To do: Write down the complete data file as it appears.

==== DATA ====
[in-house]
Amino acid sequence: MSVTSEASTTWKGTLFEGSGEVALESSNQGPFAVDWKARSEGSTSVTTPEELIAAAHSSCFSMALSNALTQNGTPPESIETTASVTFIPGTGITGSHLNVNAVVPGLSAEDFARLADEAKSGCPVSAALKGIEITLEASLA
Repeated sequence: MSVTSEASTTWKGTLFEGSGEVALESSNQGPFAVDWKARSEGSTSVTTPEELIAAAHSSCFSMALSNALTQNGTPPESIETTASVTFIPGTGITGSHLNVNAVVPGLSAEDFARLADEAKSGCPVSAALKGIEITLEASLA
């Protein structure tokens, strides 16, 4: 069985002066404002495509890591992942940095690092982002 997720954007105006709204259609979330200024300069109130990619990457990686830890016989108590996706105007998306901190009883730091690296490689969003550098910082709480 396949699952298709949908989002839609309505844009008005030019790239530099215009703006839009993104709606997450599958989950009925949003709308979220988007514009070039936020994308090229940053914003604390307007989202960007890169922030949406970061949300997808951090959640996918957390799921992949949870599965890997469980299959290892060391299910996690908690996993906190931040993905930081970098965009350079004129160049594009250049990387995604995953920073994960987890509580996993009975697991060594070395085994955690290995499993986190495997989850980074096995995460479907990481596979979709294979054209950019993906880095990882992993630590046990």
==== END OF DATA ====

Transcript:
[in-house]
Amino acid sequence: MSVTSEASTTWKGTLFEGSGEVALESSNQGPFAVDWKARSEGSTSVTTPEELIAAAHSSCFSMALSNALTQNGTPPESIETTASVTFIPGTGITGSHLNVNAVVPGLSAEDFARLADEAKSGCPVSAALKGIEITLEASLA
Repeated sequence: MSVTSEASTTWKGTLFEGSGEVALESSNQGPFAVDWKARSEGSTSVTTPEELIAAAHSSCFSMALSNALTQNGTPPESIETTASVTFIPGTGITGSHLNVNAVVPGLSAEDFARLADEAKSGCPVSAALKGIEITLEASLA
């Protein structure tokens, strides 16, 4: 069985002066404002495509890591992942940095690092982002 997720954007105006709204259609979330200024300069109130990619990457990686830890016989108590996706105007998306901190009883730091690296490689969003550098910082709480 396949699952298709949908989002839609309505844009008005030019790239530099215009703006839009993104709606997450599958989950009925949003709308979220988007514009070039936020994308090229940053914003604390307007989202960007890169922030949406970061949300997808951090959640996918957390799921992949949870599965890997469980299959290892060391299910996690908690996993906190931040993905930081970098965009350079004129160049594009250049990387995604995953920073994960987890509580996993009975697991060594070395085994955690290995499993986190495997989850980074096995995460479907990481596979979709294979054209950019993906880095990882992993630590046990």